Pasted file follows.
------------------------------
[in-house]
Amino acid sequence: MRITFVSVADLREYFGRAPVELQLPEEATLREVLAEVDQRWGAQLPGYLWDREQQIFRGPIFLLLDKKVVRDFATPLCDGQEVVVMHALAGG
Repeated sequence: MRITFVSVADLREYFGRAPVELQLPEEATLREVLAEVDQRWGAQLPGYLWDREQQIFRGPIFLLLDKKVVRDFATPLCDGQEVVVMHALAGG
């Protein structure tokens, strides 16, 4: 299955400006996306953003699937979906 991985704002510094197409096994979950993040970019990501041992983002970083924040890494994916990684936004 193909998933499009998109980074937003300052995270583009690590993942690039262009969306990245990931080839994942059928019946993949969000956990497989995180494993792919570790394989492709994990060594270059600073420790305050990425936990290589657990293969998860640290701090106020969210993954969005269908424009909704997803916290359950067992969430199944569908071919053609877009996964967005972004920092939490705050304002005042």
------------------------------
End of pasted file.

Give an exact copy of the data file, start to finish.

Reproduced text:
[in-house]
Amino acid sequence: MRITFVSVADLREYFGRAPVELQLPEEATLREVLAEVDQRWGAQLPGYLWDREQQIFRGPIFLLLDKKVVRDFATPLCDGQEVVVMHALAGG
Repeated sequence: MRITFVSVADLREYFGRAPVELQLPEEATLREVLAEVDQRWGAQLPGYLWDREQQIFRGPIFLLLDKKVVRDFATPLCDGQEVVVMHALAGG
């Protein structure tokens, strides 16, 4: 299955400006996306953003699937979906 991985704002510094197409096994979950993040970019990501041992983002970083924040890494994916990684936004 193909998933499009998109980074937003300052995270583009690590993942690039262009969306990245990931080839994942059928019946993949969000956990497989995180494993792919570790394989492709994990060594270059600073420790305050990425936990290589657990293969998860640290701090106020969210993954969005269908424009909704997803916290359950067992969430199944569908071919053609877009996964967005972004920092939490705050304002005042």